Since you encounter slightly less resistance when you walk on a treadmill compared to walking outside, it's important to account for that difference. If you want to get a workout that's equally challenging or that burns the same number of calories as an outdoor walk, "set the incline to at least one percent to help simulate the resistance of a real road," Brown says.


Aside from that? Maxing out the benefits of your treadmill walk depends on your individual goals. If you're aiming to…

Lose weight: Ramp up the intensity to bump up your calorie burning. That could mean walking at a faster pace, turning up the incline or both. "Increase it to the point where your heart rate speeds up and you start to breathe heavy," Brown says. For most people, that speed is between 3.5 and 4.0 mph.

Strengthen or tone your legs or butt: An incline treadmill workout will make your lower-body muscles work harder. "When you walk up a hill or incline your glutes become highly engaged," say Logan and Weissner. "This will result in a stronger butt, glutes and hamstrings." They recommend walking for three minutes at a one-percent incline, walking for two minutes at a six-percent incline, maintaining your speed, then repeating the cycle two to three more times. For an added challenge, increase the incline with each cycle.


Boost your overall fitness level: If you're brand new to exercise, any amount of treadmill walking will improve your endurance, Logan and Weissner say. Past the newbie phase? "Intervals can improve your fitness faster than going at a steady, moderate pace," Brown says. Try alternating one minute of walking at an easy pace followed by one minute at a faster pace.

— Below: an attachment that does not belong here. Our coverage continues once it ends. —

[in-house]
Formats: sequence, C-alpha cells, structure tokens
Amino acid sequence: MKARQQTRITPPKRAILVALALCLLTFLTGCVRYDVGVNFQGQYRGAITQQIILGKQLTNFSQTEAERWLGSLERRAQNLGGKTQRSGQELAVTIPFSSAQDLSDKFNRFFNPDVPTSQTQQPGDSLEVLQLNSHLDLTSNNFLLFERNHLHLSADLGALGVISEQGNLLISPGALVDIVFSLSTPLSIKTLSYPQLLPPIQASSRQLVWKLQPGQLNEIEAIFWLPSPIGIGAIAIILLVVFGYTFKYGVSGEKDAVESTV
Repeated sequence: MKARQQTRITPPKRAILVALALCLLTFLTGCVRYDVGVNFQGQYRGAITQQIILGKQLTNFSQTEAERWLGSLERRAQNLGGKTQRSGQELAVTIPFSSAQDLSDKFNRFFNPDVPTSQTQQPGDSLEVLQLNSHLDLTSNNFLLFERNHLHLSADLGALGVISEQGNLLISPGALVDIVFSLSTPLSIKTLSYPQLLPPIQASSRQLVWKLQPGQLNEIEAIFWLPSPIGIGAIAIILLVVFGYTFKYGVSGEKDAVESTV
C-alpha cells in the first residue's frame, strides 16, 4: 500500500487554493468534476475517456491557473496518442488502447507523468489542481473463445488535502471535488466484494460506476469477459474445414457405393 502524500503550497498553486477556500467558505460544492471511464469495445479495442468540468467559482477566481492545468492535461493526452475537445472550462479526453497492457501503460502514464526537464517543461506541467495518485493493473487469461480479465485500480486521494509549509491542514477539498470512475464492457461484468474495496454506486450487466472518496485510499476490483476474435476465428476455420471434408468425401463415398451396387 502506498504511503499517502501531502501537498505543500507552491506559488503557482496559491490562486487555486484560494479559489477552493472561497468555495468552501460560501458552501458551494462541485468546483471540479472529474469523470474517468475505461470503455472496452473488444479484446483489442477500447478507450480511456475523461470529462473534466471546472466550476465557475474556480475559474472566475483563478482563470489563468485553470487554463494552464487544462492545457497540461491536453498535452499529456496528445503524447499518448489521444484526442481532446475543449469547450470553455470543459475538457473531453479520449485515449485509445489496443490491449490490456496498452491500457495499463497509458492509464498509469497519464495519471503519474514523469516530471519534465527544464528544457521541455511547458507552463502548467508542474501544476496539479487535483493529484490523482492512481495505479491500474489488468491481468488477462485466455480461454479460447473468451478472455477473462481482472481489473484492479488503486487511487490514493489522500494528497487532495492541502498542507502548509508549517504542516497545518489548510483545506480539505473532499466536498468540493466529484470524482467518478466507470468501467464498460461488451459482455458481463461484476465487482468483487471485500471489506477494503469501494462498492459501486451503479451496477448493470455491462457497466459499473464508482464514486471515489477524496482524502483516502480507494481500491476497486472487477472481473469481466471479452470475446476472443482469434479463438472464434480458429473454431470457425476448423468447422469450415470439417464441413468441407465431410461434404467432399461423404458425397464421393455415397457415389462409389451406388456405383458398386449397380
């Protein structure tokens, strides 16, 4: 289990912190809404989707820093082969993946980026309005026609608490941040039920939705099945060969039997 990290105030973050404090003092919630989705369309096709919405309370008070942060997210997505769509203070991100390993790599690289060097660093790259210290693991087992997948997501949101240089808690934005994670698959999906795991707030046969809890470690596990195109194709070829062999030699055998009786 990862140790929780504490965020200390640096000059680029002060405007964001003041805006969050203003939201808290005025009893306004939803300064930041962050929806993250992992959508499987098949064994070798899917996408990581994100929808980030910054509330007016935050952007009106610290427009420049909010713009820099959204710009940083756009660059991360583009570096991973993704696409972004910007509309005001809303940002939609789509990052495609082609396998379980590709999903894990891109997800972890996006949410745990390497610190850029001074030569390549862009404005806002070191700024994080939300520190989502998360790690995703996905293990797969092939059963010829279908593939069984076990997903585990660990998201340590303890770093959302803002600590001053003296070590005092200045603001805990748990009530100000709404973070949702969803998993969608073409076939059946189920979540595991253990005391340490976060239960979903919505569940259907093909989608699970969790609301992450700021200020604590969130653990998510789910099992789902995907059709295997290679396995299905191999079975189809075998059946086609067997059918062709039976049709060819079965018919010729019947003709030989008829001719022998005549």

A few other things to keep in mind, regardless of your goal: Stand tall and keep a good posture in your spine and shoulders, Brown says. And do not hold onto the treadmill railings. It stiffens your spine (ouch!), and it can unintentionally make your workout easier, meaning you burn fewer calories, says Brown.

Read more: How to Do HIIT Treadmill Workouts — Plus, a 25-Minute Routine to Try

30-Minute Treadmill Walking Workout for Beginners

Want to give treadmill walking a try but aren't quite sure where to begin? Start with this simple 30-minute treadmill workout from Logan and Weissner. You'll kick off your walk at a pace here you can comfortably hold a conversation and gradually increase the intensity. As your fitness improves over time, you can set the baseline speed and incline a little higher.


  • 10 minutes: warm up at conversation pace (1.0 to 3.0 mph) at 0 to 1% incline
  • 3 minutes: walk 1 mph over conversation pace at 0.5 to 1% incline
  • 2 minutes: walk 2 to 3 mph over conversation pace at 2% incline
  • 3 minutes: walk 1 mph over conversation pace at 0.5 to 1% incline
  • 2 minutes: walk 2 to 3 mph over conversation pace at 4% incline
  • 3 minutes: walk 1 mph over conversation pace at 0.5 to 1% incline
  • 2 minutes: walk 2 to 3 mph over conversation pace at 2% incline
  • 5 minutes: cool down at conversation pace (1.0 to 4.0 mph) at 0 to 1% incline

Regardless of where you might be on your fitness journey, keep in mind that treadmill walking should be something that makes you feel good. "This is not a competition," Logan and Weissner say. "It's about just getting moving and finding something that makes you feel good about yourself."